I moved up and down the west side of the lake looking for a good spot. Eventually, I settled again on the heated dock. I fished a deep worm below a big school of shad hoping to get a bite from a crappie or catfish, while I drifted a Mouse Tail about a foot and a half under a crappie float on a small jighead. A lot of people have questions about how to rig a Mouse Tail, and the general consensus I find is that you just hook it through the PowerBait ball connected to the long rubbery tail and use it however you want to fish — floating, drop shot, under a bobber, etc.
The shad were all over the place, and I could sit there and watch them pop up at the surface inside the dock. I had a couple hits on my worm early, but when I went to set the hook I got snagged up on the structure below the dock.
My light crappie bobber then started to bounce as another angler, Richard Cooley, came in. It turns out that Richard, who was fishing for crappie, knows my dad and my uncle Dan. Dad says he used to race street stocks and hobby stocks against him at Topeka Raceway, Junction City Raceway and a couple other spots, and they bowled together in a league years ago.
As the float with the Mouse Tail kept bobbing, I figured it was a shad or small bluegill that was grabbing the tail. However, it eventually went all the way under for several seconds. I set the hook and was shocked when my rod bent in double, and soon I saw the giant side slab of a big, beautiful female rainbow trout.
It wasn’t quite as long as the one that got away earlier in the year at the heated dock — though it was just under the 20-inch Kansas Master Angler Award size at 19.5 inches — but it had incredible girth. The side of the trout was about the size of my hand.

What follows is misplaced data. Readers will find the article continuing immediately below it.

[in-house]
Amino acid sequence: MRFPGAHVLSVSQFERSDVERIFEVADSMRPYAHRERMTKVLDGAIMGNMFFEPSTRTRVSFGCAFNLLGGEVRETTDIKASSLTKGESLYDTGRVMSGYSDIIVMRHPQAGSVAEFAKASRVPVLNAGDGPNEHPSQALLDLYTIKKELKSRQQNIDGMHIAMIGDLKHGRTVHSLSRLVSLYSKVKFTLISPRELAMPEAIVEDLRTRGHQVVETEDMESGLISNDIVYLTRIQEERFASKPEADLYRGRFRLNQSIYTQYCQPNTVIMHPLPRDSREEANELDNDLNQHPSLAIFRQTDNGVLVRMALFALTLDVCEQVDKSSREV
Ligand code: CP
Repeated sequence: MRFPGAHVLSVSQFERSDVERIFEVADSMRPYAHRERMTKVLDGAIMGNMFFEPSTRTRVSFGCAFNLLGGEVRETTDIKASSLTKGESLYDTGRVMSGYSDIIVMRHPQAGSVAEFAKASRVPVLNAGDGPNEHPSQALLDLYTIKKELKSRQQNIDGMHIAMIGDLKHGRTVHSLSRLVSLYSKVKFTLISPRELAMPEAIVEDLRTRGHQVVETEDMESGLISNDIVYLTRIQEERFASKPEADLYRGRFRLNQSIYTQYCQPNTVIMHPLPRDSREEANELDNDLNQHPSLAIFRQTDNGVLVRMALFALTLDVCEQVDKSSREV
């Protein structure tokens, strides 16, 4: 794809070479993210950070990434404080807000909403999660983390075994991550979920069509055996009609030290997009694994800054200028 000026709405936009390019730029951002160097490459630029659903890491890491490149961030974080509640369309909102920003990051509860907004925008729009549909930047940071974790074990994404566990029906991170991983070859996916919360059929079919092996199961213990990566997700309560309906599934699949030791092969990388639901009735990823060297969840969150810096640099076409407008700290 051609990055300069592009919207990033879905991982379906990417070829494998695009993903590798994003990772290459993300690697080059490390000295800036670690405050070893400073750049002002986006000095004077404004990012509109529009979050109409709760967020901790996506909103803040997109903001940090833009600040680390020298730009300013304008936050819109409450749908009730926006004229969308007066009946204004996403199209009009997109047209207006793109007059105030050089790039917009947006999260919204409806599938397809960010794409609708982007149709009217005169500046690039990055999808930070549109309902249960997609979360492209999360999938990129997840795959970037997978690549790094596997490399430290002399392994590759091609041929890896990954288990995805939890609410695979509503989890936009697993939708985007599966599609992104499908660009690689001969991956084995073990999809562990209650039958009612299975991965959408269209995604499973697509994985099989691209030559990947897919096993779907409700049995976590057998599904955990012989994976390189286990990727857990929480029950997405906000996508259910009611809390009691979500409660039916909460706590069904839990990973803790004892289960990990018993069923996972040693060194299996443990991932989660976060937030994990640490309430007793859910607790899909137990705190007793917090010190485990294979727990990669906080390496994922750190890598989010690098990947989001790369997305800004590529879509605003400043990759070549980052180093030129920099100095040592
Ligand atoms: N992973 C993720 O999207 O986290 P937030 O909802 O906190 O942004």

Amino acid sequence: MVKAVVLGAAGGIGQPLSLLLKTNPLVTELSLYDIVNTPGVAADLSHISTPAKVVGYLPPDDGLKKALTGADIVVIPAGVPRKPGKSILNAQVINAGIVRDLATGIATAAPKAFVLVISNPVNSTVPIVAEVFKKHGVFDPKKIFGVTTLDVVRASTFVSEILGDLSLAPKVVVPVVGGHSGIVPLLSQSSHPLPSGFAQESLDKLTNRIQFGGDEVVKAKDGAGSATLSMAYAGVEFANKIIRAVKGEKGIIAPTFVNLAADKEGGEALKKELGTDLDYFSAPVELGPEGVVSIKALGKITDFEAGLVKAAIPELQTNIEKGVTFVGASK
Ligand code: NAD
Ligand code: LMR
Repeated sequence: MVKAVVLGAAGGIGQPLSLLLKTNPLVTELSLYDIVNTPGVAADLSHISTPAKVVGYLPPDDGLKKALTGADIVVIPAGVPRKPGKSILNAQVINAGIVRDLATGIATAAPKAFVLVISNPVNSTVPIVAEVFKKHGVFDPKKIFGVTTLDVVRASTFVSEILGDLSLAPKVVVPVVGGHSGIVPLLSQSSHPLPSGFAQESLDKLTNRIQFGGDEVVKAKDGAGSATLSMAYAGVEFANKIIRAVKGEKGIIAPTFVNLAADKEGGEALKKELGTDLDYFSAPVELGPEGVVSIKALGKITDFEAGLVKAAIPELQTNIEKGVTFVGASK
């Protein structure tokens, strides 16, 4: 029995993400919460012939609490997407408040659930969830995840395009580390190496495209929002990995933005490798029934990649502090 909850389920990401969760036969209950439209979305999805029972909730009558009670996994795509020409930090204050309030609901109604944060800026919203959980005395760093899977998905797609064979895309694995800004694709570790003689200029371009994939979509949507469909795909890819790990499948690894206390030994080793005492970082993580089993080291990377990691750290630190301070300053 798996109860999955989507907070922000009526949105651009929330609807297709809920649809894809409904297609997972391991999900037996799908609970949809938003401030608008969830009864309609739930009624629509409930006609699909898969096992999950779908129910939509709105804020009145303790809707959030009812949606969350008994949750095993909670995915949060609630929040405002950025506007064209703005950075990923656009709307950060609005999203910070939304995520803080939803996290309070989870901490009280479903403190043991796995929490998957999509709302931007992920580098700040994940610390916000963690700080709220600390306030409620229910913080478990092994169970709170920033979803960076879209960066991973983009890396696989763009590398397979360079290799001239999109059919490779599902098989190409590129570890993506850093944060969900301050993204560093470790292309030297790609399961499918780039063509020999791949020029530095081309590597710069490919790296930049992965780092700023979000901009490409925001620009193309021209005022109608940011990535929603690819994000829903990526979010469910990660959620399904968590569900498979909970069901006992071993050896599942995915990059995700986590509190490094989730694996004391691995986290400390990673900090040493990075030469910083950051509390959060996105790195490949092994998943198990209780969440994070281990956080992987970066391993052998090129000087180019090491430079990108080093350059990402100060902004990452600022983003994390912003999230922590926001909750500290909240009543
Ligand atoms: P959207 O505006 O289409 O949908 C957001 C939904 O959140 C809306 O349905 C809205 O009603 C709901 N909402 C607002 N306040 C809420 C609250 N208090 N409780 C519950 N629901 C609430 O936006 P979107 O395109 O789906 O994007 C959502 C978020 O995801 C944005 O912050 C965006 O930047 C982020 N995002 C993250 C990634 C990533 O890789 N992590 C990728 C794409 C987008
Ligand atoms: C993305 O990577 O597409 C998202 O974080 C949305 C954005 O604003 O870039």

As I got down on my belly with a grabber claw that I had purchased after the last trout got away, it took me several minutes just to get the trout corralled. Every time it got close to the side of the dock, it would slam its powerful tail and take off on a run again. Richard offered me a net, but I let the trout wear herself out and finally grabbed it by the mouth.
I took her to my Grandma Rouse’s house to clean outside with my electric fillet knife and was shocked by all the eggs she had inside her when I cut off the first fillet.
I thought she might be pregnant because of her girth and a protrusion near her anal fin, but this confirmed it. There were literally hundreds of eggs, if not more. I got a Ziplock baggie and put them in there to use as bait later — they’re very similar to salmon eggs, which are sold in small jars as trout bait.
I got two giant fillets out of her, each about the size of a side of salmon like you’d see at a nice restaurant.
As a side note, spoonbill (also known as paddlefish) snagging season began Thursday and will continue until May 15, and trout anglers have until April 15 to catch their haul of rainbow trout, though the state has been known to allow all anglers to keep trout after the season since they die out anyway.
The youth spring turkey season begins April 1 and runs through April 17. Adult hunters can take turkeys with bow and arrow beginning April 9, and the regular spring turkey season (firearm/archery) runs April 18 through May 31.
I look forward to seeing a bunch of turkey photos from my readers this spring, as well as fishing photos. Speaking of which, Patricia Mellard sent a couple of photos she snapped of a nice bass she caught in a pond near Wakarusa on March 3.
She said she was using a 3-inch smelt Berkley grub — her go-to bait.
Congrats on the nice fish, and I look forward to seeing more fishing photos from readers as the season progresses.